Cheddar Cheese: The Melting Mystery of Its Oily Texture

  • Cheddar cheese becomes oily when melted due to its high fat and low moisture content, a characteristic of many hard cheeses
  • Cheeses ideal for melting and avoiding oiliness should be low in fat and have higher moisture, unlike cheddar
  • The melting behavior of cheese, including whether it becomes oily, is significantly influenced by its fat and moisture composition
  • Low-fat, low-moisture cheeses tend to burn rather than melt smoothly, highlighting the balance needed for perfect melting cheese
  • Mozzarella is an example of a cheese that melts well without becoming oily, making it a popular choice for pizza

Is Cheddar a High-Fat and Low-Moisture Cheese?

How well a cheese melts will always come down to its fat and moisture content.

And unfortunately, if you’re looking for an oily and greasy mess, then cheddar cheese comes near the top.

Cheddar cheese typically has 35g of fat per 100g.

The same can be said for a couple of my favorites, namely Red Leicester and Double Gloucester, as well as most hard cheeses.

So, the higher the fat content, the more oil you can expect a cheese to produce when it is melted.

However, it doesn’t end there.

All cheese will produce oil when melted, but for it to melt and brown in the way that we all love it needs to be a high-moisture cheese.

And you’ve guessed it, cheddar cheese is NOT high in moisture.

Can You Melt Low-Fat and Low-Moisture Cheese?

When it comes to melting cheese you also want to avoid low-fat, low-moisture cheeses.

Granted, the low-fat content means that melting this type of cheese won’t produce as much oil.

So, you can rest assured that your low-fat, low-moisture cheese won’t be greasy.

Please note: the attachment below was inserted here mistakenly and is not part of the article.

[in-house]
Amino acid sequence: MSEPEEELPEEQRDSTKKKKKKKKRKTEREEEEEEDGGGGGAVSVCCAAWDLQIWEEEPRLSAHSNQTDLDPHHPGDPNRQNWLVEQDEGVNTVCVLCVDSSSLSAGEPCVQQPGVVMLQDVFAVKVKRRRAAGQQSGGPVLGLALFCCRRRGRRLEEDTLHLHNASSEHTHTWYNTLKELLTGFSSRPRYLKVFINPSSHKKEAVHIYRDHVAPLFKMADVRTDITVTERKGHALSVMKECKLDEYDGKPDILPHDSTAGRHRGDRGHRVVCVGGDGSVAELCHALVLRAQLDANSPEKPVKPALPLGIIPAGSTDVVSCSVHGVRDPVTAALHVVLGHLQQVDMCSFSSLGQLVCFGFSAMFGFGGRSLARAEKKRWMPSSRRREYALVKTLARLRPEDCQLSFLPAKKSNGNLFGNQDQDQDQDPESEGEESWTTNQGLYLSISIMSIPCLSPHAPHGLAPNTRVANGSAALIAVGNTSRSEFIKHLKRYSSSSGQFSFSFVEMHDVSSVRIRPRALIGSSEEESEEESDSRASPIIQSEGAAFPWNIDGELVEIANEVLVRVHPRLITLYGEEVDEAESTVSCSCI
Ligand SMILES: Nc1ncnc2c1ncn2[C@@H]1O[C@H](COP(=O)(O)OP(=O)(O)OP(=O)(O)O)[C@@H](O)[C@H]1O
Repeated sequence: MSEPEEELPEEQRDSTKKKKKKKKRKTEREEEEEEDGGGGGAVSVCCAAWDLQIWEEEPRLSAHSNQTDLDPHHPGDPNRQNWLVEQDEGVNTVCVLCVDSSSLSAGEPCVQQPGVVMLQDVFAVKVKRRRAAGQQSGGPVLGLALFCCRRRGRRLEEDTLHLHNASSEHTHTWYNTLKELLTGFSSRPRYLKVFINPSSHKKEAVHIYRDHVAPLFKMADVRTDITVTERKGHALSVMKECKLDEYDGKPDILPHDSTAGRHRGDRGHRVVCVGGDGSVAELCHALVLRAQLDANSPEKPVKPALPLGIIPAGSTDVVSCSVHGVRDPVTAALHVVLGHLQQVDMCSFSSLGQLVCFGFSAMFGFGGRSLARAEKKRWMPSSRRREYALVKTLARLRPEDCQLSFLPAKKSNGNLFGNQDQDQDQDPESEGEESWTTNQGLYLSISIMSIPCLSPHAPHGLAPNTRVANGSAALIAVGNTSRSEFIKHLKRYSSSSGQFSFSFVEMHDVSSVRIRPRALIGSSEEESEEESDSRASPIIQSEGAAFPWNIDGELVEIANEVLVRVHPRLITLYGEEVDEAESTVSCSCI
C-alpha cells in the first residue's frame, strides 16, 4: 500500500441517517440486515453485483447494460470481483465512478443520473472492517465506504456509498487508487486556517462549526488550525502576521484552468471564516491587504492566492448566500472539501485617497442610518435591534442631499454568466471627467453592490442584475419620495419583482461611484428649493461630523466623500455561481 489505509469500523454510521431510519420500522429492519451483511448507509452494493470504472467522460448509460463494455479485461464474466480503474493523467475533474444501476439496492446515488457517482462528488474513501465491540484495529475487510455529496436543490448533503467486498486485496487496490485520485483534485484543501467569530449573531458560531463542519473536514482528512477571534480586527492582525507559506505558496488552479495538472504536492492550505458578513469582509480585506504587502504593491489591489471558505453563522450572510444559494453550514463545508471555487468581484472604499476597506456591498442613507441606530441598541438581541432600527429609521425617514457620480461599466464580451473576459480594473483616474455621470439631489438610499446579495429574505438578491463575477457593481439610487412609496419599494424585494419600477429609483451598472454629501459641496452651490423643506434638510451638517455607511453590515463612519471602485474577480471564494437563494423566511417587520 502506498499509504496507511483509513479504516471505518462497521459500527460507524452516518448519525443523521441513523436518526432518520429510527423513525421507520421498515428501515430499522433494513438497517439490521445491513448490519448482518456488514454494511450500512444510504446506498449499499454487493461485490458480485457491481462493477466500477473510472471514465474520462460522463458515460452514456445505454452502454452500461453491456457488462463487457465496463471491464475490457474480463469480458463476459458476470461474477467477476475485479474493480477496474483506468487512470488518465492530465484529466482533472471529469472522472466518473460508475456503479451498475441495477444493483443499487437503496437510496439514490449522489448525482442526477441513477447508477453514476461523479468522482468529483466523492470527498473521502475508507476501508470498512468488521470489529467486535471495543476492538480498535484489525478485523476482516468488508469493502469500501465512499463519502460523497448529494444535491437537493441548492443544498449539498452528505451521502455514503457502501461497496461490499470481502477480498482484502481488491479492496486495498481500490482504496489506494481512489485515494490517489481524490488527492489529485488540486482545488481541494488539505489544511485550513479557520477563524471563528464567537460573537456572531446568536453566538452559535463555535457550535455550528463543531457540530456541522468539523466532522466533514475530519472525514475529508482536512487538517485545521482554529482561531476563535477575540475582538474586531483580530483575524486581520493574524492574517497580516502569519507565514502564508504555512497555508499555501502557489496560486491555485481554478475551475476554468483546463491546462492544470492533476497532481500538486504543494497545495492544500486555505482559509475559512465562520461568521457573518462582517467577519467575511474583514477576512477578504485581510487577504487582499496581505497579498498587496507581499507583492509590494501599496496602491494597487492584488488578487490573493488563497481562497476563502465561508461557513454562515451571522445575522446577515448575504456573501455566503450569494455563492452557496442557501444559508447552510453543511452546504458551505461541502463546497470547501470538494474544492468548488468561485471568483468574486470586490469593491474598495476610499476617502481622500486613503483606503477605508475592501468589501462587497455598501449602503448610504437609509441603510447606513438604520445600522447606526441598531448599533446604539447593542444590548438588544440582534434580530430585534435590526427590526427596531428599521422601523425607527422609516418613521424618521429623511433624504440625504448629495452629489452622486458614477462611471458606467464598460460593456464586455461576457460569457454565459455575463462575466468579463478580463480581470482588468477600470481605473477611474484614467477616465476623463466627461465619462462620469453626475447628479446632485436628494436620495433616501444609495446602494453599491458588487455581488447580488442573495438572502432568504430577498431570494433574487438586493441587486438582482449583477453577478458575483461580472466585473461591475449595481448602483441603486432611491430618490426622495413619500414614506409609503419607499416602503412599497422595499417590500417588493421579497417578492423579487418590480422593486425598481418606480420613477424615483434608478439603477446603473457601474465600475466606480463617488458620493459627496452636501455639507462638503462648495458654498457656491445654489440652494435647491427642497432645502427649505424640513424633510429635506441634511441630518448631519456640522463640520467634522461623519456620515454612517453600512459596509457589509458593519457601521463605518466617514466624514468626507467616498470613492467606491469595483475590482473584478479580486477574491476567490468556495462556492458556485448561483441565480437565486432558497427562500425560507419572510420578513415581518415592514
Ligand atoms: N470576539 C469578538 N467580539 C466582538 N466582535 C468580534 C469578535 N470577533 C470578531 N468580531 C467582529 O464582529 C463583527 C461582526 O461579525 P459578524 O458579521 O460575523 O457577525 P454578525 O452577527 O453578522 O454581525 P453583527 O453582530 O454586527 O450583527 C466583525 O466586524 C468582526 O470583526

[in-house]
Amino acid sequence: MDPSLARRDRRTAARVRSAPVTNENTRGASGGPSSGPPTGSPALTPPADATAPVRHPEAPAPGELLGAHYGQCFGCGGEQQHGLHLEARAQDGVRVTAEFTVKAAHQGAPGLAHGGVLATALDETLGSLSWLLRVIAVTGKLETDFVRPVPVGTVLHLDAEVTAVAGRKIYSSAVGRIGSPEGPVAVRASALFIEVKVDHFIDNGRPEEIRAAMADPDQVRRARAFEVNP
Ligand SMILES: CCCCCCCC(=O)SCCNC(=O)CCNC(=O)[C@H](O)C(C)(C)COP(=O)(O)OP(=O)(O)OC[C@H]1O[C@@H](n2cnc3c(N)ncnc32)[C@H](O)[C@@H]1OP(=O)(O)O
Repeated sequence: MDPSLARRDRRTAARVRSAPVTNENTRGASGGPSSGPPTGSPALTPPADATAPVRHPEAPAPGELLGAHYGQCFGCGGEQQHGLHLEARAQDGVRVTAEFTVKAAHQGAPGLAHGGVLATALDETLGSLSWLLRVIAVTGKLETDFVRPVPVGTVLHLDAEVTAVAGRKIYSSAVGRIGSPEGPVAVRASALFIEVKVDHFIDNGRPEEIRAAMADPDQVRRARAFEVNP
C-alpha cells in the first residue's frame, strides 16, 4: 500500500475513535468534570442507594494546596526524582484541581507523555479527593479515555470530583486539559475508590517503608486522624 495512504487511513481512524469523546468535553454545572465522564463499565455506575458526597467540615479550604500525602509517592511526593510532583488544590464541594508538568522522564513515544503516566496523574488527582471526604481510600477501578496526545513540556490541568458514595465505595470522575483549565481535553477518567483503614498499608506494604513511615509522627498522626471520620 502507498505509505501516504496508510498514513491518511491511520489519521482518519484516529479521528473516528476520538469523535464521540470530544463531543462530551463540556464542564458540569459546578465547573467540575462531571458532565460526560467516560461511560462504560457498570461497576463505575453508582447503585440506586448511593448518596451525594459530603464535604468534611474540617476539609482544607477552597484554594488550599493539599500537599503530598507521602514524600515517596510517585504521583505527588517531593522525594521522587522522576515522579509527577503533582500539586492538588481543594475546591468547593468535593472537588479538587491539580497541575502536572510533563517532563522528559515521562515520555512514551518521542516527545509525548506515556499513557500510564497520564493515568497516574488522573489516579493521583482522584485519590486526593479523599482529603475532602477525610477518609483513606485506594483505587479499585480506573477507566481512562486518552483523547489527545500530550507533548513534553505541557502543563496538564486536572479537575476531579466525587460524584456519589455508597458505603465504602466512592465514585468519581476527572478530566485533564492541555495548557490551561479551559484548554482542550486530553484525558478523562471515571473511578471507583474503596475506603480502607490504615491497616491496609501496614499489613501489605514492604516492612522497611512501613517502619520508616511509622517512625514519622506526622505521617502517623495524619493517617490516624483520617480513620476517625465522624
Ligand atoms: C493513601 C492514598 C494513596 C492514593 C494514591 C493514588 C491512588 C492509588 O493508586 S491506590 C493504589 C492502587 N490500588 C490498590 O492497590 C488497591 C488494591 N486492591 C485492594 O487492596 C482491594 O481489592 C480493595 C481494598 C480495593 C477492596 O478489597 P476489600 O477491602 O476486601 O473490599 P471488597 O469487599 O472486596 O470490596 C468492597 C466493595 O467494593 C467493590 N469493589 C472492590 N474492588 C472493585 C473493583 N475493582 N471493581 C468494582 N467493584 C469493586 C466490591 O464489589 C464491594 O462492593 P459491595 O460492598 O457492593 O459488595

However, due to the low moisture content, the cheese won’t typically react well to heat.

Unfortunately, you’ll find that this type of cheese will burn when placed under the grill or in the oven.

As an example, Gouda (27%), Parmesan (29%), Edam (27%), and feta (21%) may not be considered extremely low fat, but they don’t contain that much moisture.

So, if you do try to melt these, without keeping a very close eye on them, they will burn.

Is Low Fat and High-Moisture Cheese the Best for Melting?

Hopefully, you see where I’m going with this now.

The best types of cheese for melting will always be low in fat and high in moisture.

When you melt a cheese like this it will initially steam and produce large bubbles.

Plus, it also helps if this type of cheese is quite elastic.

The large bubbles produced by low-fat, high-moisture cheese will break the surface of the oil initially produced by the melting process.

This will then expose the moisture within the bubble to the heat of the grill or oven, which helps the oil to evaporate.

The result, is perfectly melted, browned cheese, and no oil or grease.

One of the best cheeses that adhere to all these principles happens to be mozzarella.

And this will explain why mozzarella is typically used as a topping for pizza.

With that being said, mozzarella can be high-fat or low-fat.

So, if your cheesy pizza topping is greasy, then you can guarantee that high-fat mozzarella has been used.

How Dominos Makes Pizza

My Final Thoughts

So, as you can see, the reason that cheddar cheese gets oily when melted simply comes down to the type of cheese it is.